Negroni’s Trio: On The Way

José Negroni’s piano playing is unique. Although he can be lithe and delicate in his expression his touch is generally heavier, almost like the hand of a conguero. Of course he is not that instrumentalist and his playing is informed by that of someone like Don Pullen, who not only played but attacked the keys in order to dominate them with religious fervour.

Not only that Pullen hammered chords out of the harmony, often rolling his fist this way and that to produce dense clusters of notes and yet let a delightful melody ring through. The elder Negroni sometimes does that. He also repeats notes and phrases, with his left hand, indicating that he employs a disguised Latin Touch; using a heavy bass line or what Latinos refer to as “tumbao”. This can be felt throughout his hypnotic melodies. And they are incredibly mesmerising, their pervasive vamp with shifting fourths and fifths growling in the bass clef of the music, even when other musicians are soloing. This is like Sonny Rollins, whose long lines take a myriad bars to unfold and even when they do they are stated and sung in an equally myriad of ways.

Negroni is a man full of musical ideas and he plays them with great joy in the expression. This good humour is contagious. It affects first his son, the drummer, Nomar, who is constantly trying out new and wildly inventive polyrhythms. Father and son appear to constantly push the envelope toward each other and each time they are separated by a greater divide between them, so that each must push the envelope further. Both men do this fine with a seemingly never ending flow of ideas. What seems like a given structure is never remained with for too long and when each musician is on his way then nothing can hold him back. While examples of these wild expeditions abound the one on “Expressions” is a brilliant example of the fearless improvisational skills. In fact bassist Josh Allen too is sucked into the might vortex and acquits himself with flying colours with his brawny, sinewy playing as does the saxophonist Ed Calle, who plays such elongated notes with remarkable glissando that his soprano sometimes harks back to a score of wailing violins.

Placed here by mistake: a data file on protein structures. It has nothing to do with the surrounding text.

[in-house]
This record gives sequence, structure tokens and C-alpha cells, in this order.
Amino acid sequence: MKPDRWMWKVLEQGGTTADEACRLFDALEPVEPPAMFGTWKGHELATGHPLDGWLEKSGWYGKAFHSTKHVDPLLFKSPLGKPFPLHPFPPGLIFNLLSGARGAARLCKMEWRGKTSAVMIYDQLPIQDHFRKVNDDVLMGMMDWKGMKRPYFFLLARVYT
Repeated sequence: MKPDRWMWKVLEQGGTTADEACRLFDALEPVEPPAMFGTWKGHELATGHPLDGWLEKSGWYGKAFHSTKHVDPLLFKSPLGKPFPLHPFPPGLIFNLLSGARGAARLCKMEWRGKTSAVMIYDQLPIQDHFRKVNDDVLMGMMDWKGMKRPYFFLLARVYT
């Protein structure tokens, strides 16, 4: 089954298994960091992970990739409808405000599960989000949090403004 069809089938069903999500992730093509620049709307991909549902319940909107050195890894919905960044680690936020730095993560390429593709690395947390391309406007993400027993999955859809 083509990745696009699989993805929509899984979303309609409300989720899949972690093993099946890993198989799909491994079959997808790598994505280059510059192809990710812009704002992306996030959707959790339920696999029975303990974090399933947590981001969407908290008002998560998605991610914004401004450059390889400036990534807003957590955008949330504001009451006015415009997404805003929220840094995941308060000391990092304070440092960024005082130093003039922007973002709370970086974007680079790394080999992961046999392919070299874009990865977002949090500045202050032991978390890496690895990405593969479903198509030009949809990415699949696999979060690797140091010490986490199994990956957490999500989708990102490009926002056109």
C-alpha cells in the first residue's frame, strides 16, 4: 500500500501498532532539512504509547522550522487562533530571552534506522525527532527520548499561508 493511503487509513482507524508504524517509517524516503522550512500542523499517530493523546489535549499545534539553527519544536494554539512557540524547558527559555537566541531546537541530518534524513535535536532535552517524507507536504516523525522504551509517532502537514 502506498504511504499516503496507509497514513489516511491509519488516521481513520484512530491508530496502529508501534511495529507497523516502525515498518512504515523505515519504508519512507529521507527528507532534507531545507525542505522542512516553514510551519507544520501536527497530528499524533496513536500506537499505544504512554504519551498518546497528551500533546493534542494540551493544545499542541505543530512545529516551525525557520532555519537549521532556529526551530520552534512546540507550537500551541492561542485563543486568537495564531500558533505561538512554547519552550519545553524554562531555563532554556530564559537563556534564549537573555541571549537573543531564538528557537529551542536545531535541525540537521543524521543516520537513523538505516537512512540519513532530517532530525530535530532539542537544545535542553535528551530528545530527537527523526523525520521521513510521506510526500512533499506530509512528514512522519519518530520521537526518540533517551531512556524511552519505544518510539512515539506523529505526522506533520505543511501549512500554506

The incredible invention of José Negroni’s vision is contained in the classic, “Estate” which has one of the most extraordinary deceptive introductions before he hammers out the melody as it is known. Negroni also gives a remarkable recital of “My Way” commanding the solo space for the most part. Nomar Negroni does provide special percussive colour. But it is the bassist, with his aching arco playing that steals the show here. His performance is full of high drama and he infuses the song with the pain of trying and the ecstasy of achievement. This brazen bowing is upheld by the soaring arpeggios from José Negroni as he brings the song to its dramatic close.

The Trio’s collaboration with the great Uruguayan violinist is a sensational one. It is remarkable how José Negroni and Federico Britos are capable of suggesting a much larger ensemble. Also Negroni has been able to extract the sound of ecstasy from the violin of the master. Especially noteworthy is the fact that Britos plays in a majestic modern style carving the air around him with the most majestic arabesques and Florentine structures that he has ever played before.

On The Way may appear to a rather dry collections of a band that is on the move, but the observations are sharp and refined, thus making the record a remarkable testament to the power of narrative by each of the musicians.

Track list – On The Way; Matrices; Blue Forest; Estate; Dancing With The Bass; Oak Tree; Expressions; My Way; Looking For You; Retrospection.

Personnel – José Negroni: piano; Nomar Negroni: drums; Josh Allen: acoustic bass; Ed Calle: tenor, soprano saxophone (2, 5, 6, 9); Federico Britos: violin (10).

Released – 2012
Label – AA Records & Entertainment
Runtime – 51:34

Raul Da Gama
Raul Da Gama
Based in Milton, Ontario, Canada, Raul is a poet, musician and an accomplished critic whose profound analysis is reinforced by his deep understanding of music, technically as well as historically.

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